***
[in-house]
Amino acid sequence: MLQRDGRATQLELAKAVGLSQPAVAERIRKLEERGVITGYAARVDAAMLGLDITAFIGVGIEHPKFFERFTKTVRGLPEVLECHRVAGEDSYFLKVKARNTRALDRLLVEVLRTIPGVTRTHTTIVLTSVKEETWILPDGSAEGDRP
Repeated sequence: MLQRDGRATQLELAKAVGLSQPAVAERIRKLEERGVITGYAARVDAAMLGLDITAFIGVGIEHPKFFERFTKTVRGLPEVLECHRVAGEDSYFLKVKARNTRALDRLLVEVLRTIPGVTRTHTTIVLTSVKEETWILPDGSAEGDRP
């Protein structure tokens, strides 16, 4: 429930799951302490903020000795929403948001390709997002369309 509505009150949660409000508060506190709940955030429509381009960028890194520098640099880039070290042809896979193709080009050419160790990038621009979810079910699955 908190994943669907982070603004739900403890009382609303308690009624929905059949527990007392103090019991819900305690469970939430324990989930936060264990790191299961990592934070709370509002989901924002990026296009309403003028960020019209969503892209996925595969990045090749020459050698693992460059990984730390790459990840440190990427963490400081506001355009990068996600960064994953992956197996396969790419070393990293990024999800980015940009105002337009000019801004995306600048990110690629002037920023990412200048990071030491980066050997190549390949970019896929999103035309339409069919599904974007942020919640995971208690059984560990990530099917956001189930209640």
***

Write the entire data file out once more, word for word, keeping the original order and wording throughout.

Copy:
[in-house]
Amino acid sequence: MLQRDGRATQLELAKAVGLSQPAVAERIRKLEERGVITGYAARVDAAMLGLDITAFIGVGIEHPKFFERFTKTVRGLPEVLECHRVAGEDSYFLKVKARNTRALDRLLVEVLRTIPGVTRTHTTIVLTSVKEETWILPDGSAEGDRP
Repeated sequence: MLQRDGRATQLELAKAVGLSQPAVAERIRKLEERGVITGYAARVDAAMLGLDITAFIGVGIEHPKFFERFTKTVRGLPEVLECHRVAGEDSYFLKVKARNTRALDRLLVEVLRTIPGVTRTHTTIVLTSVKEETWILPDGSAEGDRP
């Protein structure tokens, strides 16, 4: 429930799951302490903020000795929403948001390709997002369309 509505009150949660409000508060506190709940955030429509381009960028890194520098640099880039070290042809896979193709080009050419160790990038621009979810079910699955 908190994943669907982070603004739900403890009382609303308690009624929905059949527990007392103090019991819900305690469970939430324990989930936060264990790191299961990592934070709370509002989901924002990026296009309403003028960020019209969503892209996925595969990045090749020459050698693992460059990984730390790459990840440190990427963490400081506001355009990068996600960064994953992956197996396969790419070393990293990024999800980015940009105002337009000019801004995306600048990110690629002037920023990412200048990071030491980066050997190549390949970019896929999103035309339409069919599904974007942020919640995971208690059984560990990530099917956001189930209640």